Defining Features[]

Orectolobiformes are familiarly known as Carpet Sharks. They can be recognized by their piglike snouts and short mouths that are located completely in front of their eyes. Orectolobiformes have flattened body shapes and slender fins and tails. Their most unique features are spineless dorsal fins and fleshy protrusions on their nostrils, similar to catfish. Because of their smaller mouths, they feed on small fish and invertebrates such as: mollusks, tiny jellyfish, Annelidas (sea worms), and other crustaceans. Orectolobiformes can be viviparous or oviparous, meaning that they can give birth to live young or lay eggs. For example, female Stegostomatidaes (zebra sharks) can give birth to live young but are also capable of converting to asexual reproduction if it is unable to find a mate.

Habitat and Range[]

Orectolobiformes are deep water fish and typically reside on the sea floor off the coasts of beaches, intertidal coral, and rocky reefs to a depth up to 250 feet below the surface. Most sharks, including the Orectolobiformes, are nocturnal animals and typically become active and feed around nighttime. They have poor eyesight and use electro-sensory systems in their snout to detect food. Orectolobiformes can be found in warm, temperate, and tropical regions in the Atlantic, Pacific, and Indian oceans, near such areas as Australia, Brazil, Japan , New Zealand, Southern China, and western Africa.

Fisheries Conservation and Concern[]

Most Orectolobiformes have little interaction with humans, due to their deep sea habitat and lack of aggression towards humans. Wobbegong sharks are fished in Australia, though it is not enough to put them in any danger. Nearly all species that fall within the Orectolobiformes order are Least Concern or Near Threatened. However, the Zebra Shark (Stegostoma fasciatum), Whale Shark (Rhincodon typus), most sharks in the Hemiscylliidae family, and all species within the Ginglymostomatidae family range from Vulnurable to Critically Endangered. This is due to commercial fishing, where all of these sharks are either caught specifically, or as bycatch.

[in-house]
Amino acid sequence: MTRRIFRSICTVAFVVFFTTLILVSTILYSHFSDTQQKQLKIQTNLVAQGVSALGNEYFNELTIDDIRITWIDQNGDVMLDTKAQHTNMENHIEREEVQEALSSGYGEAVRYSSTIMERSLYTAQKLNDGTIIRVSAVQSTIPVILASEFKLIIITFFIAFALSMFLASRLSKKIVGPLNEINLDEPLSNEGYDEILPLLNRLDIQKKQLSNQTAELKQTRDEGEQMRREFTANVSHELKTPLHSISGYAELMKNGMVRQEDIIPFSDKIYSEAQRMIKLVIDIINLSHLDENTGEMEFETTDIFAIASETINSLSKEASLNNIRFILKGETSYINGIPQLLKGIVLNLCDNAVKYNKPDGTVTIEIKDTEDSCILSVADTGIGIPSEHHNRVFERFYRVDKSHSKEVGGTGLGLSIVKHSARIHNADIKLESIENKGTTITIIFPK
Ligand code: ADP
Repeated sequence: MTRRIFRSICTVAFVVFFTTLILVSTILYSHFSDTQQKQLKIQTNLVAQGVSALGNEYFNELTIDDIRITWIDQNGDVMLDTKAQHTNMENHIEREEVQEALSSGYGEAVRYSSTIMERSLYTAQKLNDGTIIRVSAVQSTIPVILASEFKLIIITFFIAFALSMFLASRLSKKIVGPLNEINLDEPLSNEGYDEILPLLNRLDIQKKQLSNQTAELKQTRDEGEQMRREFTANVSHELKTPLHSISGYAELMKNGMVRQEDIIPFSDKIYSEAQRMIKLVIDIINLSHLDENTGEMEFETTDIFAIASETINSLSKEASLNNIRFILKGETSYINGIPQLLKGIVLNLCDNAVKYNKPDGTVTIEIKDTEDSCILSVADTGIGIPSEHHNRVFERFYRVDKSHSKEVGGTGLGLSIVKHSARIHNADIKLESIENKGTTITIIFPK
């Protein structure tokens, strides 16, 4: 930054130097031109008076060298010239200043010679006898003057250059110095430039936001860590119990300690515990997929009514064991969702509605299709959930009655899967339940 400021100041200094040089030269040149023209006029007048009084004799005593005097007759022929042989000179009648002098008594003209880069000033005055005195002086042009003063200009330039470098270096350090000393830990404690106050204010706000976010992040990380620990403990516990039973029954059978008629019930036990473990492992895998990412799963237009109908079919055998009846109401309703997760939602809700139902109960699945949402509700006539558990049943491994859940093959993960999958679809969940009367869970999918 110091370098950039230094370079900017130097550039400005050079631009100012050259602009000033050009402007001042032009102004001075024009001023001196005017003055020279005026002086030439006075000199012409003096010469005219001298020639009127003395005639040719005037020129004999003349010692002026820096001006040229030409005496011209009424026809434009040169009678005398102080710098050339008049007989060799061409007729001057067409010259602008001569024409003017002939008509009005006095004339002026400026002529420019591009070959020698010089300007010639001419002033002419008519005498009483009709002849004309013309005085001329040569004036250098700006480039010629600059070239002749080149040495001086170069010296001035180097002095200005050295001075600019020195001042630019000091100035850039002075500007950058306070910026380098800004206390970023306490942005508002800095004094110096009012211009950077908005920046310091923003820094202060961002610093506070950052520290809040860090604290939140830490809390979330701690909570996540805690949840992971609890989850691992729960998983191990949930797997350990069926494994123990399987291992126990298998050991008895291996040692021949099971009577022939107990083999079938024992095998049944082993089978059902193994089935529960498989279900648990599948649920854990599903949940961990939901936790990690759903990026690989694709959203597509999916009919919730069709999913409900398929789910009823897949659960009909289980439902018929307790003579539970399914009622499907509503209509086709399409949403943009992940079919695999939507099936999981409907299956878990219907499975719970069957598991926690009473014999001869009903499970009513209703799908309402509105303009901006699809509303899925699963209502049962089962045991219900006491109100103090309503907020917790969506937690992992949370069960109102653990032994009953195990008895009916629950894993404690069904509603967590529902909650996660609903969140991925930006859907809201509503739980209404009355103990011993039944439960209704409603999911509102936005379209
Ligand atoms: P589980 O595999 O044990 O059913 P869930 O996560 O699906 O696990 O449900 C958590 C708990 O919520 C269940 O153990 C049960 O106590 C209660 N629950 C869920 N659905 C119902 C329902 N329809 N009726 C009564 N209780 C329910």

Closest Relatives[]

Orectolobiformes are most closely related to Carcharhiniformes, which are more commonly known as Ground sharks. Carcharhiniformes include the Blacktip shark (archarhinus [Aprionodon] limbatus) and Oceanic whitetip (Carcharhinus longimanus). Both genuses share two spineless dorsal fins, as well as similar mouth and gill shapes/placement.

Example Species in Orectolobiformes[]

Spotted Wobbegong[]

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Orectolobus maculatus[]

Defining Features: The spotted wobbegong usually grows to around 150-180 centimeters, but can reach 320 cm in length. It ranges from a golden sandy to light green coloration with a dark saddle across its body and white ring patterns.

Range & Habitat: The spotted wobbegong is primarily found around Australia, in tropical waters no deeper than 218 meters, specifically within the western Pacific Ocean.

IUCN Concern: The species is a species of least concern, but is often caught as bycatch.

Whale Shark[]

Rhincodon typus[]

Defining Features: An extremely large (ranging from 18-33 ft.) shark belonging to the family Rhinodontidae. The whale shark can be well defined by its wide mouth, short snout, and the characteristic pale white spots and stripes arranged in vertical rows along the entirety of its blue-gray body. The first dorsal fin is placed approx. one dorsal length behind the rear tip of the pectoral fin, and the second is about half the height of the first, matching in size to the anal fin. Three prominent ridges run from the back of the gills to the base of the large caudal fin.

Range & Habitat: Whale sharks reside in tropical and warm-temperate seas and can be found in both deep and shallow coastal waters, as well as coral lagoons and reefs. Known to aggregate seasonally at feeding grounds, these gentle giants can be found in oceans near Australia, Maldives, South Africa, Belize, Mexico, Galapagos Islands, Southeast Asia, and Indonesia.



IUCN Concern: Unfortunately, whale sharks are listed as endangered on IUNC's red list. Population trends are decreasing- 75% of the whale shark population occurs in the Indo-Pacific, and it has been estimated that over the past 75 years, the Indo-Pacific population has reduced by about 63%. Threats are bycatch, fishing, and mortality by vessel strike.


Florida Museum of Natural History:

PBS: NOVA Online Adventure:

Wildlife Journal Junior NH PBS:

Elasmo-Research Biology of Sharks and Rays:
IUCN Red List:

Shark and Ray database:

Nat Geo: